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Frugal Father’s Guide to Garage Sales

Paul Banas
Author Paul Banas
Submitted 08-08-2008

If you have small kids, you know that every year brings new needs and wants, which means more things outgrown. That includes toys, accessories, and clothing. Some things you’ll want to keep, but many things lose their utility very quickly after the stage has passed. I’m thinking toilet training especially. The good news is that a lot of things can be sold easily in a garage sale, and you can use some items to draw more visitors.

  • Place Craigslist or other ads in the paper the day before. Headline anything in your ads that might be remotely collectable.
  • Unless you want early-birds knocking on your door, plan to be outside your house a half hour before the announced time of your garage sale.
  • Play some music like they do in retail stores. This will keep the atmosphere upbeat.
  • Make sure you have batteries and power cords for any item that needs electricity.
  • Price your items 10-20% higher and be prepared to discount items as you go. You’ll feel freer to deal and even give things for free to make a sale.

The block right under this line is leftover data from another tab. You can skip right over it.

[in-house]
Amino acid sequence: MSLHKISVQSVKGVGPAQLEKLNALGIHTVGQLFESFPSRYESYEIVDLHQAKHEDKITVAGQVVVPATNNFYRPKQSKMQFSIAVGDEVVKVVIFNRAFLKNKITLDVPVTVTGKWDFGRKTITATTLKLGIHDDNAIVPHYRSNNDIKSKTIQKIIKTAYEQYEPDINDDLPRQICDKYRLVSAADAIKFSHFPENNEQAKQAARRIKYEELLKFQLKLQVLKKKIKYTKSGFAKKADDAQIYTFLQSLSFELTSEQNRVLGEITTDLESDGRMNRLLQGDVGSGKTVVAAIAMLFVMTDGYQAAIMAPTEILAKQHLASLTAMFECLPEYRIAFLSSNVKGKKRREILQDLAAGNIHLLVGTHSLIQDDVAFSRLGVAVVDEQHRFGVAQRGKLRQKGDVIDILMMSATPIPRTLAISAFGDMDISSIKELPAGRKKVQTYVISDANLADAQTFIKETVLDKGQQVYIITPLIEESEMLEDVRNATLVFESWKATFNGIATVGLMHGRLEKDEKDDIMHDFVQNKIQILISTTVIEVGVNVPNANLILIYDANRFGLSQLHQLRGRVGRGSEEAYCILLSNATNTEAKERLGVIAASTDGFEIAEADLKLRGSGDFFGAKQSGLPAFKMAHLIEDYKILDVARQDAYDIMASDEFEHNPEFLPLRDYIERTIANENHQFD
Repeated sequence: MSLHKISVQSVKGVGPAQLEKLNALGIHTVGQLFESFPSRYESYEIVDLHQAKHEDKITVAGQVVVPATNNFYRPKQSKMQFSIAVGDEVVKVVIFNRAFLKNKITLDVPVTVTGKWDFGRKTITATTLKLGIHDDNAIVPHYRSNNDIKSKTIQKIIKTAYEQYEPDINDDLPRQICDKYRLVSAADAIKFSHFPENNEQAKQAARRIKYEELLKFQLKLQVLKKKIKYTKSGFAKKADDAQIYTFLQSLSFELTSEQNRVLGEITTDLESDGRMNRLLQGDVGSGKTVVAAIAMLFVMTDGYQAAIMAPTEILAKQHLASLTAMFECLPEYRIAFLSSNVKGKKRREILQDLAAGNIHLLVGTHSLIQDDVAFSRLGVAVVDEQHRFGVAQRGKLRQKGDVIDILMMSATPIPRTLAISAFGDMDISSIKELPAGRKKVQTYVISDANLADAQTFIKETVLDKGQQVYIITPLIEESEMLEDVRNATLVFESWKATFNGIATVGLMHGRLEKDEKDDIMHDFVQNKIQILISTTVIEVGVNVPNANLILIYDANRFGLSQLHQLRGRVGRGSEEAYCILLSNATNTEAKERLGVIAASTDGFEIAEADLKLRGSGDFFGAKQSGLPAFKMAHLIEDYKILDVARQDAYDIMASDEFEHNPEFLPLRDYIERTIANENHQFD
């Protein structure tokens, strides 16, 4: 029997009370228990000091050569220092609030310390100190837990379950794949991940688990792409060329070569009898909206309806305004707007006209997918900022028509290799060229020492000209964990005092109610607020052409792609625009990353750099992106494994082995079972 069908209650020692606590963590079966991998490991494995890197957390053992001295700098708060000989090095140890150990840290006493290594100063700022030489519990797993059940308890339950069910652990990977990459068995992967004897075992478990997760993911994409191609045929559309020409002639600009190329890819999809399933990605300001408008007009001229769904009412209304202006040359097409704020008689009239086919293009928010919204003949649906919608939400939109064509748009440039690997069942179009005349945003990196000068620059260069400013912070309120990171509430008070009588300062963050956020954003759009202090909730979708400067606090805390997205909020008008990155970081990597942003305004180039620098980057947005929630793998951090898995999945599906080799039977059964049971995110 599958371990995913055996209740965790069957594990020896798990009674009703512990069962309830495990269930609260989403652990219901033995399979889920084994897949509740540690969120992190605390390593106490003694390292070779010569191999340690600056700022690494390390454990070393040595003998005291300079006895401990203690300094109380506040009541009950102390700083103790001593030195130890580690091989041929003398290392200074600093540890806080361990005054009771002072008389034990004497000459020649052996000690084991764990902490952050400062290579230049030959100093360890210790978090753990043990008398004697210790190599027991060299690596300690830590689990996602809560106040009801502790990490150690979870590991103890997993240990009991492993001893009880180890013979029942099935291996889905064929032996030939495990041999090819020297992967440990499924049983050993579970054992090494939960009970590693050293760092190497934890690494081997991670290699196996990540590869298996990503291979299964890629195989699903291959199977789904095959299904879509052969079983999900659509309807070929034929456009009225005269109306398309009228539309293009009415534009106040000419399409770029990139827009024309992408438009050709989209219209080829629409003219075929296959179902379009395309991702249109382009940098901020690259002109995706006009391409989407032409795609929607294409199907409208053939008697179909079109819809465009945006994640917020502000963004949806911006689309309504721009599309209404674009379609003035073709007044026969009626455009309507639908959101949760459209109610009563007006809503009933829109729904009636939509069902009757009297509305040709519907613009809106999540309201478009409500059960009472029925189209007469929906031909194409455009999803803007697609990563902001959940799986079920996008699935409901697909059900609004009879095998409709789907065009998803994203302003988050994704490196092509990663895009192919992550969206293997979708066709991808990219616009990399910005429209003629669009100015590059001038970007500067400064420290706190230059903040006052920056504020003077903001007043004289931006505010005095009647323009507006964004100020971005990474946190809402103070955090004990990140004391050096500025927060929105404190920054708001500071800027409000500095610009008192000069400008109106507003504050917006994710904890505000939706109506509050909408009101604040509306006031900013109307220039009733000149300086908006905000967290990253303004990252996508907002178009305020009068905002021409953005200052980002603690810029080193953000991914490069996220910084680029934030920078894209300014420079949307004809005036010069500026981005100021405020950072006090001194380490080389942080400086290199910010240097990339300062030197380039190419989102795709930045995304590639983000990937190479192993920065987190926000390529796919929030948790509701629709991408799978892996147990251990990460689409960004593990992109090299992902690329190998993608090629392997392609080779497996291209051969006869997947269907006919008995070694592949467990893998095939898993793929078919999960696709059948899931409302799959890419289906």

• Organize and present your items on tables waste high. At a garage sale, no one wants to stoop on the ground to see something lying on the floor and placing them on tables, like in a store will make them seem more valuable.
  • Consider having a grab bag of items that you’ll give “free with purchase,” like free books or specialty clothing, which are usually slower sellers.
  • Keep extra bags and boxes on hand. If potential buyers can’t carry their purchases, they might not buy as much.
  • Be prepared to take unsold articles directly to the Goodwill at the end of the sale, instead of letting them pile up in the garage. Document your donation and you’ll get a good tax deduction.

Keep in mind that bargain hunters look for slightly used toys for their own kids or grandchildren and these are a draw at garage sales. If you can attract as many people with children as you can, you’ll have better luck selling some of the kids’ clothing.

— Paul Banas